In addition, when Ms. James presented her bill, proposed subsection 91.1(6) states that “The institutional head shall ensure that a plan is developed to assist any offender who has been designated as a vexatious complainant to break the cycle of complaints and first-level grievances.” So, first of all, what do you know, or what research have you done into how and why you manage this? Secondly, do you have any thoughts about how you're going to put some processes in place to deal with these vexatious complaints? Thirdly, if so, will this develop another system that you are then going to have to implement, manage, etc.?

4:25 p.m.

Commissioner, Correctional Service of Canada

Don Head

That is a very good question.

If the bill were not as prescriptive, there would be possible ways of getting at the frivolous and vexatious issue, which is a problem for us. The overall intent of the bill, from my perspective, is a very good one. But because of the way it's laid out there, we have to do some thinking, and put in some processes that can be dealt with in a different way.

In terms of your first question, there are some root issues behind why these inmates are putting in these complaints. They usually do not have anything to do with the actual words they're putting on paper. It's because their time isn't being filled properly. That's our responsibility. We need to get them more engaged in programs or activities.

But under the current system, I don't have anything to persuade them to go that way when they can just continue to write about that. They can then put in a complaint against my staff that they're being harassed to go into programs, and then I've got to deal with that complaint, and those three levels of grievances.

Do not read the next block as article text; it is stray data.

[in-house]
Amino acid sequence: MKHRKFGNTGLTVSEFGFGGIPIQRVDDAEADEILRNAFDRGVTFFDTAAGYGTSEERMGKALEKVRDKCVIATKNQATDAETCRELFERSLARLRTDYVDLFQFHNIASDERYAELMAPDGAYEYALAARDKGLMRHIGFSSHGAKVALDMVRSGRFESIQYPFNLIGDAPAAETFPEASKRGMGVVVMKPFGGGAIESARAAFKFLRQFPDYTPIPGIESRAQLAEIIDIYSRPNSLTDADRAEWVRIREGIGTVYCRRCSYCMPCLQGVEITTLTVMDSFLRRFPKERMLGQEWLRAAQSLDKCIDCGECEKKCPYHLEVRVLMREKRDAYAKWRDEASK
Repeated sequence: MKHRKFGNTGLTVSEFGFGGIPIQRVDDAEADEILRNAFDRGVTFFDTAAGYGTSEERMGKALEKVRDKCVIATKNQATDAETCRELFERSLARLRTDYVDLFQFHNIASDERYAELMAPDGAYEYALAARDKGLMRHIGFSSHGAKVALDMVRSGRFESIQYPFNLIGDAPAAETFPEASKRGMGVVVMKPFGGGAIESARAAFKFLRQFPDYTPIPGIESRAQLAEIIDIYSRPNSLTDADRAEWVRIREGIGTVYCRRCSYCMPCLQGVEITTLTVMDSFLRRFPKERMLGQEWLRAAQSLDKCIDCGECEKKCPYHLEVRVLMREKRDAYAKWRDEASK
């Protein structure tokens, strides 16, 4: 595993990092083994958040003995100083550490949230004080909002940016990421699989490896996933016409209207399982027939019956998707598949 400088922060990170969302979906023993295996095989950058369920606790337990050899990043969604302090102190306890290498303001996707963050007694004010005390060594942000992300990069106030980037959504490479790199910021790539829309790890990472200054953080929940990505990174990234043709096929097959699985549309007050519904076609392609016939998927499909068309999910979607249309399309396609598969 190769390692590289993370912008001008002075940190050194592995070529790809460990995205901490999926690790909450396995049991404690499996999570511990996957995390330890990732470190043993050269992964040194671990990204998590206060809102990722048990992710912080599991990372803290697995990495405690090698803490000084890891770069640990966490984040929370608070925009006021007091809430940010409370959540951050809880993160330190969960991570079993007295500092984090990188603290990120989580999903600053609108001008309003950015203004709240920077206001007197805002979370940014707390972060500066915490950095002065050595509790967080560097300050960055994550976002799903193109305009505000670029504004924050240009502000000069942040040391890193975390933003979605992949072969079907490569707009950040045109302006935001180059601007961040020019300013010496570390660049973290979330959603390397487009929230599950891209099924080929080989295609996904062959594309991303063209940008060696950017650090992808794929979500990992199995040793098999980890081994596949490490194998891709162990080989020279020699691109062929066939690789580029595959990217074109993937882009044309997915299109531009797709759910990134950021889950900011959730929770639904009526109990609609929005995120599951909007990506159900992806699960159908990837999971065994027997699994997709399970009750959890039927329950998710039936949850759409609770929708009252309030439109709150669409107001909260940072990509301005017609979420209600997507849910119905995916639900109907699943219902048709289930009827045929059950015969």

One of the things this bill does is allow me to give that designation to certain individuals—albeit they have to meet the criteria of being persistent and not just doing this one time—and then we can work on what needs to be done, in terms of trying to get them focused on the things they need to focus on, in order that they can return to the community as law-abiding citizens.

4:25 p.m.

Conservative

Wai Young Conservative Vancouver South, BC

Do I have more time, Mr. Chair?

4:25 p.m.

Conservative

The Chair Conservative Kevin Sorenson

Yes, you do. You have another two minutes.

4:25 p.m.

Conservative

Wai Young Conservative Vancouver South, BC

What I'm hearing you say—and maybe I'm picking this out of your words or something—is that in fact this bill will give you a tool to use to break the cycle of vexatious complaints, which some inmates are obviously consumed with.

What I'm hearing you say is that then you're in a cycle of complaints upon complaints, because they're going to complain about the earlier complaint upon the earlier complaint. This then gives you a tool to use to break that cycle, and hopefully get these inmates the attention and help that they need.

4:25 p.m.

Commissioner, Correctional Service of Canada

Don Head

Very much so. You did hear me correctly. Right now, under the existing legislation, regulations, and our policy, we can deem something to be a frivolous and vexatious complaint, but the offender can disagree with that, and then take it to a grievance. Under the scheme that is being proposed here, I have a tool that will allow me to stop that process, and then to start to work with the offender in a different way.

4:25 p.m.

Conservative

Wai Young Conservative Vancouver South, BC

In other words, instead of a negative, spiraling complaints process where people are not able to break out of that because they just continue, you then have an effective tool to use to break them out of the cycle, and do something more positive with their time while they're in incarceration.

Just another quick question, if I still have the time, Chair—